Don’t Execute, Flexicute!

By March 23, 2014Uncategorized

Now let’s talk about the skill of flexicuting. Here’s where we’re headed with this one. You’ve arranged the order for accomplishing the day’s activities, and you begin to work your plan. You know, however (because you’ve done a reality check), that your day will not go exactly as you arranged it.

On a typical day, you can expect to get caught in the crossfire of interruptions, the unexpected will bubble up, and demands will fall out of the sky at inconvenient times. Flexicuting will be required.

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Okay, so we invented the word flexicuting because we can’t think of a better way to describe this skill. Events are so fluid in today’s work environment that we have to change, adapt, and shift our focus all day long. Flexicuting involves the ability to:

  • Be as willing to leave your activity list when priorities shift as you are to stick with it.
  • Be able to turn on a dime in the middle of the day when an opportunity presents itself.
  • Have the wisdom to modify your work style on the spot, and be willing to walk the path of another person’s style to collaborate and get things done.
  • Develop the habit of reserving some time every day to deal with the expected/unexpected.
  • Be wired 24/7/365 without letting it be a source of frustration.

The Newest and Best Survival Skill

Would you like to become better at flexicuting? Here’s how. Recognize it’s a survival skill by changing your mindset and practice the foregoing flexicuting skills daily. It can actually be quite fun.

In the new time paradigm, flexicuting involves the skills of both multi-tasking activities and alternate-tasking activities. It also requires the wisdom to know when to use and when to avoid either of these approaches.

We’ll talk about multi-tasking first. In our society, the term multi-tasking is overused. Even worse, the skill has been elevated to the pinnacle of desirable abilities and we often find ourselves abused—and sometimes abusing—in the execution of multi-tasking because there are some guidelines to multi-tasking that most people aren’t aware of.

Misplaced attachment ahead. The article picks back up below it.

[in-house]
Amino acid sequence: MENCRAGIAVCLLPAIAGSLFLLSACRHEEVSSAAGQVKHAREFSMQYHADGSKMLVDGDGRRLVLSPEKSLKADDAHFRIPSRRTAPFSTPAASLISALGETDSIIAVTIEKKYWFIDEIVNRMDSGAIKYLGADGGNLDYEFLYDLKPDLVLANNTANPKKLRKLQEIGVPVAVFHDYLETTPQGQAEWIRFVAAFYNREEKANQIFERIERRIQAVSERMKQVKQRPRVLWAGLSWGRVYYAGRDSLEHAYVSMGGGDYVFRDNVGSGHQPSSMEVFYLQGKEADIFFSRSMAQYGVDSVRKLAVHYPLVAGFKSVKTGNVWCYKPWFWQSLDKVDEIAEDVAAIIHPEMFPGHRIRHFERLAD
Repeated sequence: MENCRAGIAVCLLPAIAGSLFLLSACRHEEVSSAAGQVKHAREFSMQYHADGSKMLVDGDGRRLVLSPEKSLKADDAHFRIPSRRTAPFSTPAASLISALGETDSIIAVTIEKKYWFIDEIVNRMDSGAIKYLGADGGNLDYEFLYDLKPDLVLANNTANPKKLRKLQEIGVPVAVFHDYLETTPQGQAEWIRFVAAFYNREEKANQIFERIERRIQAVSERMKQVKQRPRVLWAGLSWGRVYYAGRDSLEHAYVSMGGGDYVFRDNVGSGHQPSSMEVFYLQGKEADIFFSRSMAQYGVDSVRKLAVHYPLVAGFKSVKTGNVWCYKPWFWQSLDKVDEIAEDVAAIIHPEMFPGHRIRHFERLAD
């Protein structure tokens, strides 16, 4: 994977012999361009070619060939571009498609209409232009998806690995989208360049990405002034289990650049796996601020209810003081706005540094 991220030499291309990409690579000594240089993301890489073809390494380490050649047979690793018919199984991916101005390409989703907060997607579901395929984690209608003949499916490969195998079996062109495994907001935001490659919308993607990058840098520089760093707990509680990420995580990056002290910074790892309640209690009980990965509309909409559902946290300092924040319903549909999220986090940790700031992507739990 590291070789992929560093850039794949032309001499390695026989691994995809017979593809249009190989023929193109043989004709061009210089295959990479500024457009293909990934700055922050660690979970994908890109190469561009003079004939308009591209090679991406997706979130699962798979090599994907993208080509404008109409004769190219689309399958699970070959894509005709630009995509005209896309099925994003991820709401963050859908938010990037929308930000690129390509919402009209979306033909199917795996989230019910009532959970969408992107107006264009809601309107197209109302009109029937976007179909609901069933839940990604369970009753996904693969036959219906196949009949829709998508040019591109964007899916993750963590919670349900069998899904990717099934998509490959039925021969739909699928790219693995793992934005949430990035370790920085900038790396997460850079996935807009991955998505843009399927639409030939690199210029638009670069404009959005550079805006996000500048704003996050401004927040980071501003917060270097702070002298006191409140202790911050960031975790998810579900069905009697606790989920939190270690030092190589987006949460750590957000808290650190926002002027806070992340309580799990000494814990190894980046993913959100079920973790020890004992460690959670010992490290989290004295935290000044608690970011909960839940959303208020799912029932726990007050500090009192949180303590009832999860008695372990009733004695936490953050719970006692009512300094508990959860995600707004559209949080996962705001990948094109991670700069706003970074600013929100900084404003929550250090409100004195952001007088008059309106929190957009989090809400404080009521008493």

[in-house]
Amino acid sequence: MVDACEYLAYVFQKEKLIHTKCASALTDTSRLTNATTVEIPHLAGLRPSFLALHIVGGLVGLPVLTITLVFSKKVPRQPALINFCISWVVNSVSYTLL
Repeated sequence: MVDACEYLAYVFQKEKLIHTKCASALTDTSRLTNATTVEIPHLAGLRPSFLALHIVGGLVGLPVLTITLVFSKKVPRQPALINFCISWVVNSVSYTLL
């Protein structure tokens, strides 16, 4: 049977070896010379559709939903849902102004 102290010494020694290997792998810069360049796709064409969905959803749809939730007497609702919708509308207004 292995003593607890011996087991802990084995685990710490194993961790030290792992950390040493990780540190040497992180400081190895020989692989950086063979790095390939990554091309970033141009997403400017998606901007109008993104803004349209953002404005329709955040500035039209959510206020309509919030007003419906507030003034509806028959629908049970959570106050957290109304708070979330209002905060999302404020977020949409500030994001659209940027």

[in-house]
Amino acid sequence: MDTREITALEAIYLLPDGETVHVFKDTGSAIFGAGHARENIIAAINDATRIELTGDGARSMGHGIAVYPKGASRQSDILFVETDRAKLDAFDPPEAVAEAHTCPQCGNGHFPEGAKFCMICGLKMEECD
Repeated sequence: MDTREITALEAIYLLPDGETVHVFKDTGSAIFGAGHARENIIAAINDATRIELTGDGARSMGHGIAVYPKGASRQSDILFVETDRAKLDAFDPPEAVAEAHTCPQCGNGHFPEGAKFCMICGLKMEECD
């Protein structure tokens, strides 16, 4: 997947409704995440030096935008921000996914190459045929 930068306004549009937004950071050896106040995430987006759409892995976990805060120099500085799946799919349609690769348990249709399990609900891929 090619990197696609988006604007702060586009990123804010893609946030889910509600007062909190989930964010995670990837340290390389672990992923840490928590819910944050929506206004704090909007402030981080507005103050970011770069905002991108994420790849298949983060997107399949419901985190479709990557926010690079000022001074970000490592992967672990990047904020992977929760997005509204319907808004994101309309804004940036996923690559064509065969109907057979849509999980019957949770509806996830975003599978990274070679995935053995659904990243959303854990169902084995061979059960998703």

The best advice I can give people is to BEWARE OF MULTI-TASKING! Here’s why. When you are executing multiple activities at the same time, none of these activities has your complete focus. If you must multi-task, it should be done only when you combine simple, mindless tasks such as opening your mail and watching the news.

Beware of multi-tasking while engaging with another person; for example, opening and reading your mail while carrying on a business conversation with somebody in your office. Not only is this disrespectful and a put-down of the other person, it’s very easy to miss a point or to misinterpret the communication.

My personal rule of thumb is never, never, never multi-task while carrying on a conversation with another person.

Multi-tasking, when abused, leads to time contamination. An example of time contamination would be taking your child out for pizza so you can have some quality one-on-one time together, and then taking a cell phone call for fifteen minutes while your child stares into space. Time contamination is also working on your laptop while supposedly watching your child’s soccer game.

Alternate-tasking is the natural result of being wired 24 hours a day, 7 days a week, and 365 days a year (24/7/365). Living under these conditions, it makes sense to alternate our work and personal life activities in a way that we can fully experience both. While multi-tasking can contaminate time, alternate-tasking does not.

(This has been an excerpt from our book, Attack Your Day.) Pick it up at amazon.com.

Author Mark Woods

Mark Woods is a successful entrepreneur, author, business owner, motivational speaker, and training consultant. He has a strong passion for helping individuals and organizations achieve their true potential.

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